Weightlifter Emily Campbell defends Laurel Hubbard’s Tokyo inclusion with New Zealander set to become the first transgender athlete to compete at the Olympics… as Team GB star insists ‘she’s qualified for this competition fairly’
British weightlifter Emily Campbell has defended the right of Laurel Hubbard to compete at the Olympics — but hopes the transgender storm does not prevent young girls from taking up the sport.
Team GB confirmed on Wednesday Campbell’s selection in the women’s superheavyweight category in Tokyo, where she will come up against Hubbard, the first transgender athlete to compete at the Games.
The inclusion of the New Zealander, 43, prompted criticism from campaign groups and rival lifters.
Laurel Hubbard (above) will be the first openly transgender athlete to compete at the Olympics
However Campbell, who is a medal contender having won European gold in April, said: ‘She’s a human being and she has feelings and she’s qualified for this competition fairly like everyone else. The IOC have rules we all have to abide by. The only person’s performance that I can control is my one.
‘I’ve got to make sure I’m completely in control of that and I go out in the best shape I can and have no excuses.’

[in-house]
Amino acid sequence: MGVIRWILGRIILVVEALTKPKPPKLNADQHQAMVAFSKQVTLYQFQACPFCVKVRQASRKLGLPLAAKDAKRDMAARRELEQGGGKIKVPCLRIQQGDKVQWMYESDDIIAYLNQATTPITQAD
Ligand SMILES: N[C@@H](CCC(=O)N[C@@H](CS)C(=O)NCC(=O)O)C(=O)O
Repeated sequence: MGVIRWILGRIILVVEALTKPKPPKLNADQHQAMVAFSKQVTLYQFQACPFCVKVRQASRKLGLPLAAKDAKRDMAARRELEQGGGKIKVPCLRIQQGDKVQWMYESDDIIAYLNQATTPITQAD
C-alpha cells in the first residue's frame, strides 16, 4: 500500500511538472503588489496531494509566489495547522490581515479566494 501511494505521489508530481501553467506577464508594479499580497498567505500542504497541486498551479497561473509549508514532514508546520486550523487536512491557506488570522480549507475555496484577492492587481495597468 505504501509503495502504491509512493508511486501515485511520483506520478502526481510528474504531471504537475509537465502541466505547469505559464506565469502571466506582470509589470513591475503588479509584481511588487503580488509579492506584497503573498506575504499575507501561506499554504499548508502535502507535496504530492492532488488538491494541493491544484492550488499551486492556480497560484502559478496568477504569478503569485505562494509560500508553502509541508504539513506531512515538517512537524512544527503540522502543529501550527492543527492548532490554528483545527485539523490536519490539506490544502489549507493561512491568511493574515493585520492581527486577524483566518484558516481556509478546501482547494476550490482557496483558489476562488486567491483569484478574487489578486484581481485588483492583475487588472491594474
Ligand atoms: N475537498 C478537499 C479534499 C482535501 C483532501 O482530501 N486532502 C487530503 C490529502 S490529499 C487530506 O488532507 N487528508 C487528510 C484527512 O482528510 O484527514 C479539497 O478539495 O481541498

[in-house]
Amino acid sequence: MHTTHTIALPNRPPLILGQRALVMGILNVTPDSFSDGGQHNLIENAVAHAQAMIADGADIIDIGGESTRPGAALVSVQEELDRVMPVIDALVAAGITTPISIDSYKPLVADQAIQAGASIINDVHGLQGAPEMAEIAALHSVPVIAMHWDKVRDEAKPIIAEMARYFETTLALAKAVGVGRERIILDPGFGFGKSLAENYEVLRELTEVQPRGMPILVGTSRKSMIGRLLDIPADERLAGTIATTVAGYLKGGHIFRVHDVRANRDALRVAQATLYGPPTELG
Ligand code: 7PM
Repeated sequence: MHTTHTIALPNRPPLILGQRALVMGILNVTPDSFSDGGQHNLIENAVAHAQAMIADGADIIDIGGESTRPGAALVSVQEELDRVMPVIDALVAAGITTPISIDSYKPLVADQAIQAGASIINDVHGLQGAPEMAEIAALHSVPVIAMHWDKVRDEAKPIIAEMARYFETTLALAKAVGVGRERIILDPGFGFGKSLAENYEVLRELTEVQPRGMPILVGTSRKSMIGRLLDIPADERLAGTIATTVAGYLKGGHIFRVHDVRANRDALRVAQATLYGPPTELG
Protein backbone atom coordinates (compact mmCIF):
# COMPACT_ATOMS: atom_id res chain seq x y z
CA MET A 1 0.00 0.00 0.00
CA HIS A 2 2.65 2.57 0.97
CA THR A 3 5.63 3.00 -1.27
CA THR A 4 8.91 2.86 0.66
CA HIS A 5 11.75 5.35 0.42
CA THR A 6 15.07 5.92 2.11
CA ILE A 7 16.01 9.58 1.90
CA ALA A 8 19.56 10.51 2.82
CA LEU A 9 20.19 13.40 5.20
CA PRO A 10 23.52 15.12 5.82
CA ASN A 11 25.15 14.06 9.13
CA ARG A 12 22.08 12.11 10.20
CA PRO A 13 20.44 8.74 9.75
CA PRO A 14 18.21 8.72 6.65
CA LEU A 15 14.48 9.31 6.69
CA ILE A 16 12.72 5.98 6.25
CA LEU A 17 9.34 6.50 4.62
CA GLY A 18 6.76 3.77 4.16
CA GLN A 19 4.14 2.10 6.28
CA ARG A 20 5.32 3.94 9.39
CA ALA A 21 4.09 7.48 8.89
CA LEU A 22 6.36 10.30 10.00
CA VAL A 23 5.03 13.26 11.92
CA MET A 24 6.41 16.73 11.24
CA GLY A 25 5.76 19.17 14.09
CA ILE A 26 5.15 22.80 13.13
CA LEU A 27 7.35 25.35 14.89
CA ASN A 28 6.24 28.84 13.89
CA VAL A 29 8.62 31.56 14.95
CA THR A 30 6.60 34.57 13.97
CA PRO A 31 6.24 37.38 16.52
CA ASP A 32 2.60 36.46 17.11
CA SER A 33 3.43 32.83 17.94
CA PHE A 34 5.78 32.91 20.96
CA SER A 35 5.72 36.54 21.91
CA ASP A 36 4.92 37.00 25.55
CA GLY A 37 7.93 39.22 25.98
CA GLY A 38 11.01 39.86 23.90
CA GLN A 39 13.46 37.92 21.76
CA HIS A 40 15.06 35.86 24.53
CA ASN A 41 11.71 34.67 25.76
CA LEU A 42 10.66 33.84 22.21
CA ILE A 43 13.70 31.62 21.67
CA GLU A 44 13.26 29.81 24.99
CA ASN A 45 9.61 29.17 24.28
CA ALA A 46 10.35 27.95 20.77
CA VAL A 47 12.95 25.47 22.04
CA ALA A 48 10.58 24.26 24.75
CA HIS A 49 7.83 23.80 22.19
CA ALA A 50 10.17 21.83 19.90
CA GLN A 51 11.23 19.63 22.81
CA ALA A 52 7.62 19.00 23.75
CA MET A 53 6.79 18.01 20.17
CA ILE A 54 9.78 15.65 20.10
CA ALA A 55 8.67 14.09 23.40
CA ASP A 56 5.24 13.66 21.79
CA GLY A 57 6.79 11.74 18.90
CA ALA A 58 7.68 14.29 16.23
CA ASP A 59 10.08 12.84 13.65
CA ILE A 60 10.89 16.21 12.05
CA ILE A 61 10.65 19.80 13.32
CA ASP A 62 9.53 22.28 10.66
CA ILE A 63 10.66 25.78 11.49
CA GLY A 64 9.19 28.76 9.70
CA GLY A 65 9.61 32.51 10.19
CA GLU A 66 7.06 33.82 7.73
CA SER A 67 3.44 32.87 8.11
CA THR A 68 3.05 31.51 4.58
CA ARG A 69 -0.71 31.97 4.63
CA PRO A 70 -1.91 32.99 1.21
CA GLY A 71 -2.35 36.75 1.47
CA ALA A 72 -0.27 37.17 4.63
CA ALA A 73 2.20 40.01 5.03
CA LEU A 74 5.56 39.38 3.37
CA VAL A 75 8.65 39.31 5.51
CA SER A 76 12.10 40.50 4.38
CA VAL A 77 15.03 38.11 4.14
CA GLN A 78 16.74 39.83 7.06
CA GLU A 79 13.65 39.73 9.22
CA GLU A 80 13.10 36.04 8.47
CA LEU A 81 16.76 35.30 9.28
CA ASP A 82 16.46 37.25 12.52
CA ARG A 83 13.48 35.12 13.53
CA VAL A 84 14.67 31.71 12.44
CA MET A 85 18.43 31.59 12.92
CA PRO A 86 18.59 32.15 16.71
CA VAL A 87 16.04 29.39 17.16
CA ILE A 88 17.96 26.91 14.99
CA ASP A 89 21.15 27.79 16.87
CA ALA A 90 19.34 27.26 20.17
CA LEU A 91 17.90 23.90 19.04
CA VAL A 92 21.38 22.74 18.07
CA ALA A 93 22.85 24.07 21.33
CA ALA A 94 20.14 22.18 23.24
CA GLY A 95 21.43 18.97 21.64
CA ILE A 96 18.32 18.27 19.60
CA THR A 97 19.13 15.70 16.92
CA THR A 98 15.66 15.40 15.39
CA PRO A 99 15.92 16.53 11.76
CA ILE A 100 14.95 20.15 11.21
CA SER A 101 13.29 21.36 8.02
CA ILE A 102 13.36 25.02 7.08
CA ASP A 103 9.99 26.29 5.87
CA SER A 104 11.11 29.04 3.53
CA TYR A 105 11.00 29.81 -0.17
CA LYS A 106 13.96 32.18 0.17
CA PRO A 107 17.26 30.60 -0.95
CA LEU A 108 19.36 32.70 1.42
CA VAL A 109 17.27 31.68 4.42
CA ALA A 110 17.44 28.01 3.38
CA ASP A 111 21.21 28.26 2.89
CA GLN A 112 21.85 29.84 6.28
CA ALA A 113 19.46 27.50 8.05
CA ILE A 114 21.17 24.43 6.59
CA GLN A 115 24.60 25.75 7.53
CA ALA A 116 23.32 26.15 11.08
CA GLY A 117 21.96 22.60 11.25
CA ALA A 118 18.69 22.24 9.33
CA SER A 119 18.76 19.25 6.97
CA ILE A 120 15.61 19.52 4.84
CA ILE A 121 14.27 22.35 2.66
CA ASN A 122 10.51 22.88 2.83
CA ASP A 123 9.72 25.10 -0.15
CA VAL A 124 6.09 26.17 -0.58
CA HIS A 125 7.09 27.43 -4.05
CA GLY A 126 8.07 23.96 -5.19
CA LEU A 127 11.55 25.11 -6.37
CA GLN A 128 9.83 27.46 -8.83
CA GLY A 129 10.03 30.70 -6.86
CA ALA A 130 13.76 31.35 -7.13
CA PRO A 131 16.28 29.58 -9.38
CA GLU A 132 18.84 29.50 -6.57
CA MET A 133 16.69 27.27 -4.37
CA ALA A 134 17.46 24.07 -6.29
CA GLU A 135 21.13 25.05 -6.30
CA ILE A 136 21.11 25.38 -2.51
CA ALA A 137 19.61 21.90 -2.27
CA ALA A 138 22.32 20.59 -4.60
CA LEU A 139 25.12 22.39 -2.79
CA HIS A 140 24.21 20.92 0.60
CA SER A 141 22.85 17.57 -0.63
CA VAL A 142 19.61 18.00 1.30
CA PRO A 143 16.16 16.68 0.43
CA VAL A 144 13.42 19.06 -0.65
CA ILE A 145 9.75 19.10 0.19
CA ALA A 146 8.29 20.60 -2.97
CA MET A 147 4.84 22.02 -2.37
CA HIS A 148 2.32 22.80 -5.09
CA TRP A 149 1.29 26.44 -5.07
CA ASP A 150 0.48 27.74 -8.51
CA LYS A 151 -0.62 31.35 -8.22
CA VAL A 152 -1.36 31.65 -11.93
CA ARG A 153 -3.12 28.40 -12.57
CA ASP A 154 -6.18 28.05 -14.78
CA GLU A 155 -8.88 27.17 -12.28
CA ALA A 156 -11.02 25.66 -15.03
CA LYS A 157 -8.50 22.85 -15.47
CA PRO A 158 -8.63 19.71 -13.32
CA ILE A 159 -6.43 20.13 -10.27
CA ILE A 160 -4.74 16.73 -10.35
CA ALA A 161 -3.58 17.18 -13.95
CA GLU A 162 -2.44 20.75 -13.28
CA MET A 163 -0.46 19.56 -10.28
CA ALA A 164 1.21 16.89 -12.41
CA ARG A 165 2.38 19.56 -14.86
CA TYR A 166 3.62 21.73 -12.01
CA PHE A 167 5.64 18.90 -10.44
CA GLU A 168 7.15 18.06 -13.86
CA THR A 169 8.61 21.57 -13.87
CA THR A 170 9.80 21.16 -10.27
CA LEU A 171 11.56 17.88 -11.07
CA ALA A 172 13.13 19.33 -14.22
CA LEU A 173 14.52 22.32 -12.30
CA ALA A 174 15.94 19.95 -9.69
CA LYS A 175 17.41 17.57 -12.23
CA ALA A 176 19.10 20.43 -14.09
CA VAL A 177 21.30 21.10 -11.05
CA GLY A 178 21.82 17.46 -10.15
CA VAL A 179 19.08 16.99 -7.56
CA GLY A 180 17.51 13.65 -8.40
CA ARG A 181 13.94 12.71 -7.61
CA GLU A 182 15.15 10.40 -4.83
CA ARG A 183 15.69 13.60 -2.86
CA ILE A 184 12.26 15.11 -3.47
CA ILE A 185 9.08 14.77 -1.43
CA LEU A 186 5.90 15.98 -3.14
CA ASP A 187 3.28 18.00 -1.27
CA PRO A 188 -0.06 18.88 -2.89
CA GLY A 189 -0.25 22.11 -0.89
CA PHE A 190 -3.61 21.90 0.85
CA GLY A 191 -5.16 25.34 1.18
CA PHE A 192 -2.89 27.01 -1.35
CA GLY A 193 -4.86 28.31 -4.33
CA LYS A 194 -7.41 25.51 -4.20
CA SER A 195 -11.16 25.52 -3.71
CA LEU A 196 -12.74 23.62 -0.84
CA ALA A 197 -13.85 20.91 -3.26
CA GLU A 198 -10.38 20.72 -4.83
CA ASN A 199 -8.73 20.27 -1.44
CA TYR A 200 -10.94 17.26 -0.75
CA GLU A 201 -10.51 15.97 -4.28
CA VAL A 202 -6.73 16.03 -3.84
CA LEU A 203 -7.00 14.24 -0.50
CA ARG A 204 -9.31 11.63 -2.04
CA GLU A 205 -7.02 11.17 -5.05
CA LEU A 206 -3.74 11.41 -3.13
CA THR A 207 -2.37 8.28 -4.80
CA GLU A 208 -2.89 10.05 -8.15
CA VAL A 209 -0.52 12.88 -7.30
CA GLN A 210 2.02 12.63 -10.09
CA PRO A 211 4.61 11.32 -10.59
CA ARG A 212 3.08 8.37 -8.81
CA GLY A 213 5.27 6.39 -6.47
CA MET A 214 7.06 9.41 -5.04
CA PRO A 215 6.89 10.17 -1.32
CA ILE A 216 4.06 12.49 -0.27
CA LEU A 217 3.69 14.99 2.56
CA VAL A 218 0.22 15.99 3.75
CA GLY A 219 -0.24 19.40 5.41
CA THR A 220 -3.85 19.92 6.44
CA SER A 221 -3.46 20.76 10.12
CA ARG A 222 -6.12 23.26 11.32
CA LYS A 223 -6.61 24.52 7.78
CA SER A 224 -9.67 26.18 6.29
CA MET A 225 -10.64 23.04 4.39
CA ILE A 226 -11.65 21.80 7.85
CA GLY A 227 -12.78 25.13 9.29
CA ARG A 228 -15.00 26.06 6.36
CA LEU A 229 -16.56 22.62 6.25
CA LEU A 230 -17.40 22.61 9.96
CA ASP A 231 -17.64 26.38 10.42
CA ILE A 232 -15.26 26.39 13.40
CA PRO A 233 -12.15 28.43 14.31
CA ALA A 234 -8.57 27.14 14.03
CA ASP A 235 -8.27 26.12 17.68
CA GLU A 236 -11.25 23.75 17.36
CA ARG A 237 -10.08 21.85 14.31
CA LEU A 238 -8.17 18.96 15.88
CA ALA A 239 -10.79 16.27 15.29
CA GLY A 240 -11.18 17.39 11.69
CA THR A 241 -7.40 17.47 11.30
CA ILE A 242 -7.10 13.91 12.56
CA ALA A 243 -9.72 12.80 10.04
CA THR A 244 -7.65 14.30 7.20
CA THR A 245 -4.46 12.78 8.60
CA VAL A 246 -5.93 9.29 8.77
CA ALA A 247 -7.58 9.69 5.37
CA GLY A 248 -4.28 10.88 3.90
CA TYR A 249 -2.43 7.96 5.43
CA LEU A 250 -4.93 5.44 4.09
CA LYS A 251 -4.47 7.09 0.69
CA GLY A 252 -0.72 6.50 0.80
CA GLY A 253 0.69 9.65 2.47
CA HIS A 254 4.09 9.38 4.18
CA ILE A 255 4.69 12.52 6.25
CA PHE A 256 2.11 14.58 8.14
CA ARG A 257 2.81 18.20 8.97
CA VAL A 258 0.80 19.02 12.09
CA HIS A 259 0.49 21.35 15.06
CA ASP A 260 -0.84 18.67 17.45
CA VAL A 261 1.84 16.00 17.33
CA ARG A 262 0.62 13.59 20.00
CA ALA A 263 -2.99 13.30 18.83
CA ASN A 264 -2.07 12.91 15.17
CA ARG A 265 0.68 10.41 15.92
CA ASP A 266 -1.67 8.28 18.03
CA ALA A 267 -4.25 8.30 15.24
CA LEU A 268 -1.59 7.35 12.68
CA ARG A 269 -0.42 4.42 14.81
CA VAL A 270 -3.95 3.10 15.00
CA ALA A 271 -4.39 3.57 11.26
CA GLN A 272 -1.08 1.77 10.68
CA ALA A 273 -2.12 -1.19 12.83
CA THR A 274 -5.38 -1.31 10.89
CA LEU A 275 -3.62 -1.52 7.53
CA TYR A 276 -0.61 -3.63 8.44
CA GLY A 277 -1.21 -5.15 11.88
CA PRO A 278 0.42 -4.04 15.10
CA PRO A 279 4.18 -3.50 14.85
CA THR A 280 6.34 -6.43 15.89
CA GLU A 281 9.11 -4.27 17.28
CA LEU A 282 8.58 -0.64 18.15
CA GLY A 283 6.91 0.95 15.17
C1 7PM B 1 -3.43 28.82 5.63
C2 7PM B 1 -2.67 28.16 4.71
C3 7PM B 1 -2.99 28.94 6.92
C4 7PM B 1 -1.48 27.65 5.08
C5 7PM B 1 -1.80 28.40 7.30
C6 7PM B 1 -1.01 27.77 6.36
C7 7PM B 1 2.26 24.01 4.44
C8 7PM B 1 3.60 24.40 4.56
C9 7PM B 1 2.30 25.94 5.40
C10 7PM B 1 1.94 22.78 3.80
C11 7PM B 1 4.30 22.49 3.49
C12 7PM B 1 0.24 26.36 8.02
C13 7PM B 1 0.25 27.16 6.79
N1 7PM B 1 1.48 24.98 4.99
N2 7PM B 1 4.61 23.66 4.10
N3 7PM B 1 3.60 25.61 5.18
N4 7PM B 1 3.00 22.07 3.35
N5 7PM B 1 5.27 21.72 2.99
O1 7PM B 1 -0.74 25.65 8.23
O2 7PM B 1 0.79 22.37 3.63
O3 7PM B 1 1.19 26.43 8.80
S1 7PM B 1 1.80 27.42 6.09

Hubbard, who competed in men’s events before transitioning in 2013, goes into Tokyo ranked fourth based on qualifying, having won a silver medal at the 2017 World Championships.
Asked how she rated Hubbard’s chances, Campbell added: ‘She hasn’t competed this year, so I can only really go off the shape people are in this year.
‘My performance will give me what place I get on the day. If I give a performance that comes fourth, that’s where I come.’
Team GB star Emily Campbell has defended Hubbard’s right to take part in Tokyo this summer
The inclusion of Hubbard, 43, has prompted criticism from campaign groups and some rivals
Campbell, 27, hopes Tokyo can shine a positive light on women’s weightlifting, with Team GB sending a record three females.
Zoe Smith and Sarah Davies are the other athletes and Campbell said: ‘To have three girls qualifying, it shows you don’t have to sacrifice your femininity to be a weightlifter.
‘I hope we inspire younger girls to go into the gym and pick up a barbell.’
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